Phosphorus deficiency in cotton is characterized by leaves that are reduced in size but remain dark green. The most striking symptom of phosphorus deficiency is decidedly dwarfed plants within a given area. Delayed fruiting and maturity may also occur in cotton suffering from phosphorus deficiency.
Determine phosphorus needs by soil testing. Phosphorus can be broadcast in the fall if the soil pH is between 6.0 and 7.0, and the CEC is greater than 8. If the pH is outside this range, apply phosphorus as close to planting as possible.
Sulfur deficiencies have become more common as atmospheric deposition of S has decreased in recent years. Sulfur deficiency is sometimes observed on sandy soils with low organic matter levels. Sulfur deficiencies look much like nitrogen deficiencies being characterized by pale-green leaves on the upper part of the plant. But sulfur deficiency appears on new growth first; whereas nitrogen deficiency appears on older leaves first.
Mississippi State University Extension specialists recommend 8 to 12 pounds of sulfur per acre annually in the hill section of the state and in the Delta section that borders the hills. Sulfur deficiencies are less common in the western Delta but may be found in very sandy soils with low organic matter.
Soil test reports from the Extension Soil Testing Laboratory contain an estimated sulfur level based on soil organic matter levels. The laboratory does not perform a chemical test for sulfur. So if the organic matter is very low, the sulfur level reported will be low even if you have been applying large amounts of sulfur fertilizer.
Sulfur must be in the sulfate form for plants to use it. Some common sources of sulfur are granulated fertilizers containing sulfur, ammonium sulfate, ammonium thiosulfate (12-0-0-26), liquid nitrogen with sulfur (28-0-0-4 or 28-0-0-5), and gypsum. Use the sulfur source that is cheapest and most convenient.
Boron is required in only trace amounts and plays an important role in the reproductive process of the cotton plant. Boron also influences conversion of nitrogen and carbohydrates into more complex substances such as protein, affects the transfer of sugars within the plant, exerts marked influence on cell division, and aids in the formation of certain membranes.
Boron-deficiency symptoms frequently appear in the terminal growth of the plant first. The terminal bud often dies, resulting in development of many lateral branches. Young leaves of boron-deficient cotton are yellowish-green. In addition, flower buds become chlorotic, and bracts flare open. Many of the fruiting forms become dried out and may be shed from the plant. Bolls that survive often are deformed, presenting a flat-sided or hook-billed appearance. (Heat damage may cause this same symptom.) A dark discoloration may also appear inside the boll and boll petioles.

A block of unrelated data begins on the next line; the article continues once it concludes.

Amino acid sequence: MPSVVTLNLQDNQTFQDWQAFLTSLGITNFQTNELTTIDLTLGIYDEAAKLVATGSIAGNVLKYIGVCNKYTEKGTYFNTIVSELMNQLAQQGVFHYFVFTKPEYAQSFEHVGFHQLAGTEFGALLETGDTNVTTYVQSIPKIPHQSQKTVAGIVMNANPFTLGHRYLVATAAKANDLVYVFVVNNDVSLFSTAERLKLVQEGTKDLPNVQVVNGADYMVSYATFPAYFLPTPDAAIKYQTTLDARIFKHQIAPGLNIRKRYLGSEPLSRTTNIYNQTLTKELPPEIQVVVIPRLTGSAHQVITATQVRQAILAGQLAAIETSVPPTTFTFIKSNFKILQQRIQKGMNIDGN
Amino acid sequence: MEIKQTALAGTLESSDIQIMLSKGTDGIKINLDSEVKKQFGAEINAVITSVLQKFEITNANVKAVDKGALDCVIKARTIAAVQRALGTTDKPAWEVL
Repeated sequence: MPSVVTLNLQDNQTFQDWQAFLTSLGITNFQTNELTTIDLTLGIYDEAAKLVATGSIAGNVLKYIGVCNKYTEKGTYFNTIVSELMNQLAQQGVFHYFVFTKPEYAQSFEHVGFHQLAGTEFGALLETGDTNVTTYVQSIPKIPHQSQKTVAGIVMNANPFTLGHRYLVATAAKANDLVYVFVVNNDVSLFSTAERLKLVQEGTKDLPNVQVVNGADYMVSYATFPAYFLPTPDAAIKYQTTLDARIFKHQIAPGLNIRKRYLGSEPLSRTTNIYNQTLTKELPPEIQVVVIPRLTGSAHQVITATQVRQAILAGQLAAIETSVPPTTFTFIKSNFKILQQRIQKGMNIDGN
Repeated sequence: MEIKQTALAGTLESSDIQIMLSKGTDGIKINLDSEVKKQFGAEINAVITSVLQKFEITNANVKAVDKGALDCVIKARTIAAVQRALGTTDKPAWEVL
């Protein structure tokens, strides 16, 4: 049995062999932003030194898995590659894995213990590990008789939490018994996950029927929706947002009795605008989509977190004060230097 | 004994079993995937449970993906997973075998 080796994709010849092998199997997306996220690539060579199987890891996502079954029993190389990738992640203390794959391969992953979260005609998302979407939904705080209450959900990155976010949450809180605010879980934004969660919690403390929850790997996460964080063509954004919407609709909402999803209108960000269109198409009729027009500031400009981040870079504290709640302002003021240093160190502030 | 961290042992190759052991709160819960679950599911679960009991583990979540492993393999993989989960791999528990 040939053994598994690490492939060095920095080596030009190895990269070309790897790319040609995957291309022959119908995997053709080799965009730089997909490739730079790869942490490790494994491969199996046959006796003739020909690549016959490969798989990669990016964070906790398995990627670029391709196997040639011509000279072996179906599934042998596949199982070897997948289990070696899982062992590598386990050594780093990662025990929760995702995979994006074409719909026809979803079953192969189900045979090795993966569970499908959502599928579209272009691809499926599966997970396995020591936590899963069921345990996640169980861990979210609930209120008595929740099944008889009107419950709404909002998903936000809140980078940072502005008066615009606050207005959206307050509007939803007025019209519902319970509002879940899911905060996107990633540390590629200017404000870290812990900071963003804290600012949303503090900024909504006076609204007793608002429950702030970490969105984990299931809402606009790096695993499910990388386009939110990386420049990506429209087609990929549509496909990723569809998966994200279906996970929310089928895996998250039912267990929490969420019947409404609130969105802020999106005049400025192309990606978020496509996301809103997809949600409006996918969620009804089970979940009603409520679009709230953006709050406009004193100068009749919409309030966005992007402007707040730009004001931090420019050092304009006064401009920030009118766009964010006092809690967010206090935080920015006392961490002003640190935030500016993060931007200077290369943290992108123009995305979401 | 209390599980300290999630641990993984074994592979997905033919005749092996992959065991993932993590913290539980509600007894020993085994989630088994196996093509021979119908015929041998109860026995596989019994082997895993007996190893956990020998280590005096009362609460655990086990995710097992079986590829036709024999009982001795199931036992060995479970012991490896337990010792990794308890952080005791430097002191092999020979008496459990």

Boron deficiencies are usually found in sandy soils with low organic matter, particularly for 1 to 2 years after liming. MSU Extension specialists recommend one-third to one-half pound boron annually in the hill section of the state and in the Delta section that borders the hills.
Boron probably won’t provide a yield increase for cotton grown on heavier soils or soils that have more than 1.5 percent organic matter.
Common forms of boron fertilizer include granulated fertilizer containing boron, borax (11 percent boron), sodium tetraborate (14 to 20 percent boron), and solubor (20 percent boron).
Boron may be soil-applied or foliar-applied. All forms of boron fertilizer listed previously are equal in value if soil applied. Apply boron at one-third to one-half pound actual boron per acre.
There is no reason at this time to expect positive yield responses following iron, copper, manganese, zinc, or other combinations of nonrecommended micronutrient applications. These mixtures can be expensive, and research has not shown any positive yield responses on cotton in Mississippi to nutrients other than nitrogen, phosphorus, potassium, magnesium (where soil test is low or medium), sulfur (where needed), and boron (where needed).
Reddy K.R., Hodges H.F., Varco J.J. (2000). Potassium nutrition of cotton. Mississippi Agriculture and Forestry Experiment Station Bulletin 1094. Mississippi State, MS. pp. 10.
Publication 1622 (POD-10-23)
Reviewed by Corey Bryant, PhD, Assistant Professor, Delta Research and Extension Center. Revised by Larry Oldham, PhD, Extension Professor (retired), and Darrin M. Dodds, PhD, Associate Extension/Research Professor, Plant and Soil Sciences, from an earlier version by Dr. William H. McCarty, former Extension Agronomist.